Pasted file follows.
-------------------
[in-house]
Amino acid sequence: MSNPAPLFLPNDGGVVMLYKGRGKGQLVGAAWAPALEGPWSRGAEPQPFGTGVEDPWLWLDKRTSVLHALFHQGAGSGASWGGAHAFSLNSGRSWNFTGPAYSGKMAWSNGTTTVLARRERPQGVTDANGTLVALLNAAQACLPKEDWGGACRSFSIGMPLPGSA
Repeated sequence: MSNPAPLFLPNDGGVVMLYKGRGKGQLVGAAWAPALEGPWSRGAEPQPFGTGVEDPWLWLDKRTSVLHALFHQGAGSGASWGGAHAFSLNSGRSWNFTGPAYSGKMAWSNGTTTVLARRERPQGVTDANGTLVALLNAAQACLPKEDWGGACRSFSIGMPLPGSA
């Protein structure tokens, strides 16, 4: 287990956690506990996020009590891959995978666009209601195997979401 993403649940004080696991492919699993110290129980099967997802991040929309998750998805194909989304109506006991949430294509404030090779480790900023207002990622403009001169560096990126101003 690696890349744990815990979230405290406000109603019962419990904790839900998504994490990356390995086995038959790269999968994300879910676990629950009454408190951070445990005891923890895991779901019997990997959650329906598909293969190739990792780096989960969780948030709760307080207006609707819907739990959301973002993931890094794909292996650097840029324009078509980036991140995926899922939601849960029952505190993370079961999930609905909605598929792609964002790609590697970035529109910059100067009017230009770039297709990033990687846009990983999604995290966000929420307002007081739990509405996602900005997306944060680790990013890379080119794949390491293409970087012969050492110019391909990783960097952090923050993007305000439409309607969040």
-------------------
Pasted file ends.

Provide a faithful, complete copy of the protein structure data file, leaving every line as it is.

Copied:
[in-house]
Amino acid sequence: MSNPAPLFLPNDGGVVMLYKGRGKGQLVGAAWAPALEGPWSRGAEPQPFGTGVEDPWLWLDKRTSVLHALFHQGAGSGASWGGAHAFSLNSGRSWNFTGPAYSGKMAWSNGTTTVLARRERPQGVTDANGTLVALLNAAQACLPKEDWGGACRSFSIGMPLPGSA
Repeated sequence: MSNPAPLFLPNDGGVVMLYKGRGKGQLVGAAWAPALEGPWSRGAEPQPFGTGVEDPWLWLDKRTSVLHALFHQGAGSGASWGGAHAFSLNSGRSWNFTGPAYSGKMAWSNGTTTVLARRERPQGVTDANGTLVALLNAAQACLPKEDWGGACRSFSIGMPLPGSA
């Protein structure tokens, strides 16, 4: 287990956690506990996020009590891959995978666009209601195997979401 993403649940004080696991492919699993110290129980099967997802991040929309998750998805194909989304109506006991949430294509404030090779480790900023207002990622403009001169560096990126101003 690696890349744990815990979230405290406000109603019962419990904790839900998504994490990356390995086995038959790269999968994300879910676990629950009454408190951070445990005891923890895991779901019997990997959650329906598909293969190739990792780096989960969780948030709760307080207006609707819907739990959301973002993931890094794909292996650097840029324009078509980036991140995926899922939601849960029952505190993370079961999930609905909605598929792609964002790609590697970035529109910059100067009017230009770039297709990033990687846009990983999604995290966000929420307002007081739990509405996602900005997306944060680790990013890379080119794949390491293409970087012969050492110019391909990783960097952090923050993007305000439409309607969040």